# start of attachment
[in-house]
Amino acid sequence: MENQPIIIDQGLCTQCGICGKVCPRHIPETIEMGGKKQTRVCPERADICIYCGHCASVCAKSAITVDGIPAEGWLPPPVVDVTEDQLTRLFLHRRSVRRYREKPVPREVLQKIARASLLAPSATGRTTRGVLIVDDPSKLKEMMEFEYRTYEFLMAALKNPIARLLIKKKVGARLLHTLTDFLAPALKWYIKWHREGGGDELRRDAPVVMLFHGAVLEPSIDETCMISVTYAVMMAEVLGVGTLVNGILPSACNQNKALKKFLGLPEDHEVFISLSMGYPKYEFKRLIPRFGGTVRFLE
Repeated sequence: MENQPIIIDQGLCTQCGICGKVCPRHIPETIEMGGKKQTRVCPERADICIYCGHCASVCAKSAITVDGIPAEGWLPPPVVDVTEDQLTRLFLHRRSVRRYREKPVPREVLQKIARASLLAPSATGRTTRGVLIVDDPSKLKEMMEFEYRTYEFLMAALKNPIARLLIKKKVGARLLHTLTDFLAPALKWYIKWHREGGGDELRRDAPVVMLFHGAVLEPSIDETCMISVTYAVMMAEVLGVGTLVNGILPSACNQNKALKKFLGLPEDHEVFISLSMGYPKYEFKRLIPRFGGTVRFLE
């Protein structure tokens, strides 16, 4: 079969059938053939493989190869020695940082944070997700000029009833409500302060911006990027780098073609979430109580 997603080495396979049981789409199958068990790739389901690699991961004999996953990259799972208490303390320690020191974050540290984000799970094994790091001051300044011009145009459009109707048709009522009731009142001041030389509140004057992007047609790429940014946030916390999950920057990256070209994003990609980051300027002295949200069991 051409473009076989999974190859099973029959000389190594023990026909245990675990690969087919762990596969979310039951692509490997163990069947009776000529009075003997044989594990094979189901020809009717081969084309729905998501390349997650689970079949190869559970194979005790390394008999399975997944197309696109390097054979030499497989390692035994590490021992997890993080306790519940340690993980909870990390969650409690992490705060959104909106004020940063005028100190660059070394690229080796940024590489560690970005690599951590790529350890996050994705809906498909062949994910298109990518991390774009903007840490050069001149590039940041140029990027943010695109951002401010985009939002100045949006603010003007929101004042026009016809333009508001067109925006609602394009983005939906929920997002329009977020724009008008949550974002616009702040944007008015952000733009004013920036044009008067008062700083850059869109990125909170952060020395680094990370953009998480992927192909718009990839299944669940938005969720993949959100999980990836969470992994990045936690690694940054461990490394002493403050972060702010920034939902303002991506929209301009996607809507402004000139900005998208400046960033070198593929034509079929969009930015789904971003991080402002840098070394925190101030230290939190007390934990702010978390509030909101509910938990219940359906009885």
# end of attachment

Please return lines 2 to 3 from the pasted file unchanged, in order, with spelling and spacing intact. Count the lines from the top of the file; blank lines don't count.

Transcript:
Amino acid sequence: MENQPIIIDQGLCTQCGICGKVCPRHIPETIEMGGKKQTRVCPERADICIYCGHCASVCAKSAITVDGIPAEGWLPPPVVDVTEDQLTRLFLHRRSVRRYREKPVPREVLQKIARASLLAPSATGRTTRGVLIVDDPSKLKEMMEFEYRTYEFLMAALKNPIARLLIKKKVGARLLHTLTDFLAPALKWYIKWHREGGGDELRRDAPVVMLFHGAVLEPSIDETCMISVTYAVMMAEVLGVGTLVNGILPSACNQNKALKKFLGLPEDHEVFISLSMGYPKYEFKRLIPRFGGTVRFLE
Repeated sequence: MENQPIIIDQGLCTQCGICGKVCPRHIPETIEMGGKKQTRVCPERADICIYCGHCASVCAKSAITVDGIPAEGWLPPPVVDVTEDQLTRLFLHRRSVRRYREKPVPREVLQKIARASLLAPSATGRTTRGVLIVDDPSKLKEMMEFEYRTYEFLMAALKNPIARLLIKKKVGARLLHTLTDFLAPALKWYIKWHREGGGDELRRDAPVVMLFHGAVLEPSIDETCMISVTYAVMMAEVLGVGTLVNGILPSACNQNKALKKFLGLPEDHEVFISLSMGYPKYEFKRLIPRFGGTVRFLE